Threat to society
Top ten signs the staff is stressed out
Irreverent from Rev. magazine
10. When anyone asks the administrative assistant for something, she replies,
"Do you want fries with that?"
9. The executive pastor has replaced the "In" box on his desk with his waste basket.
8. The pastor of congregation care's new voice message now announces, "Call back when you've got a real problem."
7. Memos from teaching pastor always end with, "I warn everyone who hears these words: If anyone adds anything to them, God will add to him the plagues described in this memo. And if anyone takes words away from this memo, God will take away from him his share in the tree of life and in the holy city."
6. Staff too busy to write number 6.
5. Youth pastor is skinny-dipping in baptisterymore than usual.
4. Rather than the music of "Bill Gaither Homecoming" CDs coming out of senior adult pastor's office, it's now "Pillar."
3. The Diet Coke in the office frig has been replaced with Red Bull.
2. The number of the local psychiatric hospital is on the office phone's "speed dial."
1. The pastor of communications is writing his Rev. column on stress.
As I write this, my church is in the midst of moving to a much larger facility, so for the past few weeks, the entire staff has been on heavy doses of coffee, Diet Coke and dark chocolate. We haven't quite reached the level described above, but it has been stressful. As a result, I've developed my own stress formula. (I'm sure it will rank right up there with other famous formulas such as E=MC2, C=PiR2 and, of course, Formula 409.)
Y Z >A R = C
Simply put, if Your Zeal (YZ) is greater than your Area of Responsibility (AR), then you will experience Composure (C).
For instance, let's say Pastor Karen, has the zeal and energy of the Energizer bunny on speed, so she scores a 10 on the YZ part of the equation. She's married, mother of two, and works 60-plus hours a week as solo pastor at Moose Breath Baptist Church in Wyoming, so has a 9 on the AR scale. As long as her amount of zeal (10) is greater than her areas of responsibility (9), she will experience composure.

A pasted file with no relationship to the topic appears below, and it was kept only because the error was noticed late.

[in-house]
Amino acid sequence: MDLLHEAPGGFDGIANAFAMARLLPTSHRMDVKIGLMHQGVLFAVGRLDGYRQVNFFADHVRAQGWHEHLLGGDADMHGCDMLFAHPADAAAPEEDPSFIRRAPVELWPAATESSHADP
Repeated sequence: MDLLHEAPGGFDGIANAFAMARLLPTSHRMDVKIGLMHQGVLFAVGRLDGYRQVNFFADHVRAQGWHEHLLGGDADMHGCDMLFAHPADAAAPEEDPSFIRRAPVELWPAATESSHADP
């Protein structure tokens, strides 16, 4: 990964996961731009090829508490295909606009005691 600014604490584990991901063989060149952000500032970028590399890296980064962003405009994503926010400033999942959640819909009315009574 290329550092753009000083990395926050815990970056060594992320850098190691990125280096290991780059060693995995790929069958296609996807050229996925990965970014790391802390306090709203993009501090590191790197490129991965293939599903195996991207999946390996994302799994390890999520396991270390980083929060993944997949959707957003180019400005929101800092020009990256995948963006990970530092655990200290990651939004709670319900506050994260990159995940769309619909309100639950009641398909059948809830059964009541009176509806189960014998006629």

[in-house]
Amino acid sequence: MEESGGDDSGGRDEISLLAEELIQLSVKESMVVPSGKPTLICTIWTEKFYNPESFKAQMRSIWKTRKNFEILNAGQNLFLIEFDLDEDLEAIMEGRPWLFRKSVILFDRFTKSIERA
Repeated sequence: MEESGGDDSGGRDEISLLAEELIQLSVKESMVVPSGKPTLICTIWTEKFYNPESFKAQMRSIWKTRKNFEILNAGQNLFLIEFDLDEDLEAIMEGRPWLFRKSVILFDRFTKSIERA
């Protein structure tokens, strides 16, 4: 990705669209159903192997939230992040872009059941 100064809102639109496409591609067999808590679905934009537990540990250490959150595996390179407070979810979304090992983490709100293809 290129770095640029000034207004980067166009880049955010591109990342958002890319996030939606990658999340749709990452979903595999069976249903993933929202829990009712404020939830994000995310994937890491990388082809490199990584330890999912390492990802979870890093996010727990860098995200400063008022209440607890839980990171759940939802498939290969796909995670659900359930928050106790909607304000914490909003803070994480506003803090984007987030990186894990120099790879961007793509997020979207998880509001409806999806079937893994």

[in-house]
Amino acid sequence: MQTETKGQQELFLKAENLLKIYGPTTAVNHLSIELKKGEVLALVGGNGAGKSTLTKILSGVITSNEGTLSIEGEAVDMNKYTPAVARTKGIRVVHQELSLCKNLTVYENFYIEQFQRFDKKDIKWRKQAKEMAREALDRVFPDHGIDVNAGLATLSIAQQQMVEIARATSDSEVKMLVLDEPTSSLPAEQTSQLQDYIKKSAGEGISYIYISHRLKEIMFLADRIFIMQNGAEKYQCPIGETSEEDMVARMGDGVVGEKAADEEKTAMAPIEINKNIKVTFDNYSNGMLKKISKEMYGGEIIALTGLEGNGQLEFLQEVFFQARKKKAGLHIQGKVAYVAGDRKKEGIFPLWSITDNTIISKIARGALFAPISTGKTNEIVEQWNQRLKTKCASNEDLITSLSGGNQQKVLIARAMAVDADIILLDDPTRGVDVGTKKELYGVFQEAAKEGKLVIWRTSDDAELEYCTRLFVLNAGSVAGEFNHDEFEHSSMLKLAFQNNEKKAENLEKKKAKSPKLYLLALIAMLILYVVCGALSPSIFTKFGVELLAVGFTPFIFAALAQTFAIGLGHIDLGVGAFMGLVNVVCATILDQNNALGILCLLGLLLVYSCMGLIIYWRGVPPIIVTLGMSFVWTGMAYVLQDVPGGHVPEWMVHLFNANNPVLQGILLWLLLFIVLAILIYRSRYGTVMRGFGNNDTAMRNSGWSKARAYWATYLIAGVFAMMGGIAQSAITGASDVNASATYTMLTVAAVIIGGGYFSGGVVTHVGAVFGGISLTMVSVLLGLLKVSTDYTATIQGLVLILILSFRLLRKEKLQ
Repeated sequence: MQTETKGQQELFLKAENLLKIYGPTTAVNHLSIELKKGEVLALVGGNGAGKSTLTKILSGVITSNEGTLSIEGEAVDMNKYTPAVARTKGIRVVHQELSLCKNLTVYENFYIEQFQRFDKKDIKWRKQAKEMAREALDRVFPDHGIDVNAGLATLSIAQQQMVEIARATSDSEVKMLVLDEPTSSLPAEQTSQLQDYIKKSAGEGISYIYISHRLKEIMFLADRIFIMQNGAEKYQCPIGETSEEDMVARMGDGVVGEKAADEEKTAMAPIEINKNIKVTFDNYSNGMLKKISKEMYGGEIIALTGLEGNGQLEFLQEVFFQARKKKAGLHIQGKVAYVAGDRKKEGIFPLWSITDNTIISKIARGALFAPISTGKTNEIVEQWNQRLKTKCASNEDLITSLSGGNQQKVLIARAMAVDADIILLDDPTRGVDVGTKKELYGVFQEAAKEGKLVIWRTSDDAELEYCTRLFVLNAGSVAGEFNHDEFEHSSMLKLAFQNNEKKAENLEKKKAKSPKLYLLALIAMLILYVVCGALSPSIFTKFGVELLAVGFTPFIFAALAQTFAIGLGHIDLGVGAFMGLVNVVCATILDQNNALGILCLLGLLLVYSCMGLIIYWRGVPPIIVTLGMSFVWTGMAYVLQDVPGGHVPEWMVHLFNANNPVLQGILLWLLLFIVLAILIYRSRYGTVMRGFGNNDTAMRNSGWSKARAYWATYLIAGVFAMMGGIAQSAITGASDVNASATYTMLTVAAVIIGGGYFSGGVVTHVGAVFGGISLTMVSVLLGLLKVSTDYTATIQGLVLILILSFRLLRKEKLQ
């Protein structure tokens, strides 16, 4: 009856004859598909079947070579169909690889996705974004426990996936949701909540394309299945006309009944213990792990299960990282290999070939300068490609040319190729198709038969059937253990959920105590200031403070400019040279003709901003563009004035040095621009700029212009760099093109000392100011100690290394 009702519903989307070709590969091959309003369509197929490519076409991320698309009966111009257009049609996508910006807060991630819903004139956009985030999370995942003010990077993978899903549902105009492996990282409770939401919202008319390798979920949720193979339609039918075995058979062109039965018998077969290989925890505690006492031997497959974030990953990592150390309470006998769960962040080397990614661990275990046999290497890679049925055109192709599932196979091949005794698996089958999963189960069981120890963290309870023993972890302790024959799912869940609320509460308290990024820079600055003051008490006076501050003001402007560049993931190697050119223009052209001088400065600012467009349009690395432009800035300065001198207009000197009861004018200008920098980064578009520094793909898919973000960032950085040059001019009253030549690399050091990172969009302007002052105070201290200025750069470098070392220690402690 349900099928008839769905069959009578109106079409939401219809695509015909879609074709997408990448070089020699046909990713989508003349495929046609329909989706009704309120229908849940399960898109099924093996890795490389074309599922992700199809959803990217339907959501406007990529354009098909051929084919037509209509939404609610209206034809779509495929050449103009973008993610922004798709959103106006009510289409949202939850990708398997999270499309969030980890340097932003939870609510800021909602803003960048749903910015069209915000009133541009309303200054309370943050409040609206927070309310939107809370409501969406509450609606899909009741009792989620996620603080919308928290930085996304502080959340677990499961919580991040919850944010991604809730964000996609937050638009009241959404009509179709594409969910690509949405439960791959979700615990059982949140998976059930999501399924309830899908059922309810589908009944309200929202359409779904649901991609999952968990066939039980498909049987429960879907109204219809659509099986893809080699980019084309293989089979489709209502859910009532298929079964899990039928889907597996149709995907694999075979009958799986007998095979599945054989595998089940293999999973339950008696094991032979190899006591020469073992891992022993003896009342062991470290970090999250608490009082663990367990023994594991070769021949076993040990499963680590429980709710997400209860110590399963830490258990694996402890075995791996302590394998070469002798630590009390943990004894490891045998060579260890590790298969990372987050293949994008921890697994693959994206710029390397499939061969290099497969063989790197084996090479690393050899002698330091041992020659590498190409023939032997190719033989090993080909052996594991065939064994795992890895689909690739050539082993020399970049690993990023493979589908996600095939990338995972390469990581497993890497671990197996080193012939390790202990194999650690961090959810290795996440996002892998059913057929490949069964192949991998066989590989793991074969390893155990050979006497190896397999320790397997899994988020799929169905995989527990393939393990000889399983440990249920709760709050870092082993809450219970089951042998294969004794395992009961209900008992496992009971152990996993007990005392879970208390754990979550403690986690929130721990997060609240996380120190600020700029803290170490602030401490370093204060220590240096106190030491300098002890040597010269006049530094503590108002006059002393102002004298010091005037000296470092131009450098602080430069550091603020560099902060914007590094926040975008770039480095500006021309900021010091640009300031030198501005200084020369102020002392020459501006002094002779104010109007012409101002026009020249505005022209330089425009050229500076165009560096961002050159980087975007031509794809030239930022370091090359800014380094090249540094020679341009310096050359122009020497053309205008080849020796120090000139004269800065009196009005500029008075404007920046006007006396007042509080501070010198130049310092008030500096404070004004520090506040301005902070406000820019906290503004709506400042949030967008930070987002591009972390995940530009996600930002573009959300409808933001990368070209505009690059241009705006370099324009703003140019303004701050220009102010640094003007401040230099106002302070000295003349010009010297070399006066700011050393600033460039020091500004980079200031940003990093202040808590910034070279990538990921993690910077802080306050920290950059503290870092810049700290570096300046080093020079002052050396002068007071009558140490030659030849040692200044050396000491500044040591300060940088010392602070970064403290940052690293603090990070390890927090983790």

Let's say that Pastor Carl is a laid back 8 for his YZ in the Watkins formula. He's married, has a pre-schooler, works as youth pastor at a super-sized-mega church in southern California, where he also directs an after-school program for kids at risk. He, too, has a 9 on the AR scale. But, because he has only 8 units of YZ, instead of composure, the formula is reversed and Carl feels:
C = RA < ZY
Yep, that's him skinny-dipping in the baptistery!
If we're going to maintain composure in our lives--and avoid being ordered to see a court-appointed psychiatrist--our energy level needs to be greater than our areas of responsibility. By recognizing that each person's metabolism and personalities equip them with a unique level of zeal, we can make an effort not to go over our own area of responsibility "weight limit." There are two ways to assure this: increase our level of zeal or decrease our areas of responsibility.
It is possible to increase our energy by eating right, exercising, and taking our vitamins every morning. But until we look like the Greek gods or goddesses on those work-out videos, we may need to try something less Olympic.
I've found that a "mission statement" has helped me filter what jobs I take on and which jobs I pass on or delegate. Mine is:
To communicate the gospel of Christ in as an effective and creative manner and with as many people as possible (Matthew 28:19-20).
If someone comes along and asks me to, say for instance, star in the civic theater's production of "Rent," I simply reply, "Thanks so much for asking, but I'll have to say no." (And I think there are actually laws against an uncoordinated white guy from ever attempting dance!)
So, try this simple exercise. Standing upright in a relaxed position, take a deep breath, and as you exhale say, "No." (You may need to practice this exercise in front of a mirror or with a friend, but it is easier than drinking raw eggs with bee pollen and running 10 miles every day.) By knowing our limits, we can honestly say, "Thanks so much for asking, but I'll have to say no."
What a time-saving device. And, it keep us composed and out of the bapistery!
Copyright © 2008 James N. Watkins
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